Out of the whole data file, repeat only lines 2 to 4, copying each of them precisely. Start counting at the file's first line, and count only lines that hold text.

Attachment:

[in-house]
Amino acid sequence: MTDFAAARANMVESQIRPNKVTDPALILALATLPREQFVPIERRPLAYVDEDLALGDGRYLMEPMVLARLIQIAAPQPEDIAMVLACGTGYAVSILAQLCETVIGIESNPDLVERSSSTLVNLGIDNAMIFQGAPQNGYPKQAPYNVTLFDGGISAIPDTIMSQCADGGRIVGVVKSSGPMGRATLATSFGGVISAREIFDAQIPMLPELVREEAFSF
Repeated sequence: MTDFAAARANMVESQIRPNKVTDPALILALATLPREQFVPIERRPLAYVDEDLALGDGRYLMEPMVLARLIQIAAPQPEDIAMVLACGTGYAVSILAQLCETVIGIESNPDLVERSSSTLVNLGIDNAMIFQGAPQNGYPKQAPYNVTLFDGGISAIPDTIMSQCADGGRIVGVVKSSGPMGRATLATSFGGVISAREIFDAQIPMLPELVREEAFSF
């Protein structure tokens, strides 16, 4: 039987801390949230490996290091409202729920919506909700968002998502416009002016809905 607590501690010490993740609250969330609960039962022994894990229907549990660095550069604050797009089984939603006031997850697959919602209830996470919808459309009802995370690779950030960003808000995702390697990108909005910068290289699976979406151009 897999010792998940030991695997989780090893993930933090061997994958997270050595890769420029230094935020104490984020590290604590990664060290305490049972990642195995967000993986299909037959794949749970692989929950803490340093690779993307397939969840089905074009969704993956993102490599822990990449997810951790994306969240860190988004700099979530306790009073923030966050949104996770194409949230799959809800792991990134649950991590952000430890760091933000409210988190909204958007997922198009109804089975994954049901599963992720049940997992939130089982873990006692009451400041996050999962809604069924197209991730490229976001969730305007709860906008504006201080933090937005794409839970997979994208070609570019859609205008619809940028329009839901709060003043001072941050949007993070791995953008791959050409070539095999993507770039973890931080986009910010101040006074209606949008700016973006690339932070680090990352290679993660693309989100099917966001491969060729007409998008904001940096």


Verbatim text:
Amino acid sequence: MTDFAAARANMVESQIRPNKVTDPALILALATLPREQFVPIERRPLAYVDEDLALGDGRYLMEPMVLARLIQIAAPQPEDIAMVLACGTGYAVSILAQLCETVIGIESNPDLVERSSSTLVNLGIDNAMIFQGAPQNGYPKQAPYNVTLFDGGISAIPDTIMSQCADGGRIVGVVKSSGPMGRATLATSFGGVISAREIFDAQIPMLPELVREEAFSF
Repeated sequence: MTDFAAARANMVESQIRPNKVTDPALILALATLPREQFVPIERRPLAYVDEDLALGDGRYLMEPMVLARLIQIAAPQPEDIAMVLACGTGYAVSILAQLCETVIGIESNPDLVERSSSTLVNLGIDNAMIFQGAPQNGYPKQAPYNVTLFDGGISAIPDTIMSQCADGGRIVGVVKSSGPMGRATLATSFGGVISAREIFDAQIPMLPELVREEAFSF
């Protein structure tokens, strides 16, 4: 039987801390949230490996290091409202729920919506909700968002998502416009002016809905 607590501690010490993740609250969330609960039962022994894990229907549990660095550069604050797009089984939603006031997850697959919602209830996470919808459309009802995370690779950030960003808000995702390697990108909005910068290289699976979406151009 897999010792998940030991695997989780090893993930933090061997994958997270050595890769420029230094935020104490984020590290604590990664060290305490049972990642195995967000993986299909037959794949749970692989929950803490340093690779993307397939969840089905074009969704993956993102490599822990990449997810951790994306969240860190988004700099979530306790009073923030966050949104996770194409949230799959809800792991990134649950991590952000430890760091933000409210988190909204958007997922198009109804089975994954049901599963992720049940997992939130089982873990006692009451400041996050999962809604069924197209991730490229976001969730305007709860906008504006201080933090937005794409839970997979994208070609570019859609205008619809940028329009839901709060003043001072941050949007993070791995953008791959050409070539095999993507770039973890931080986009910010101040006074209606949008700016973006690339932070680090990352290679993660693309989100099917966001491969060729007409998008904001940096």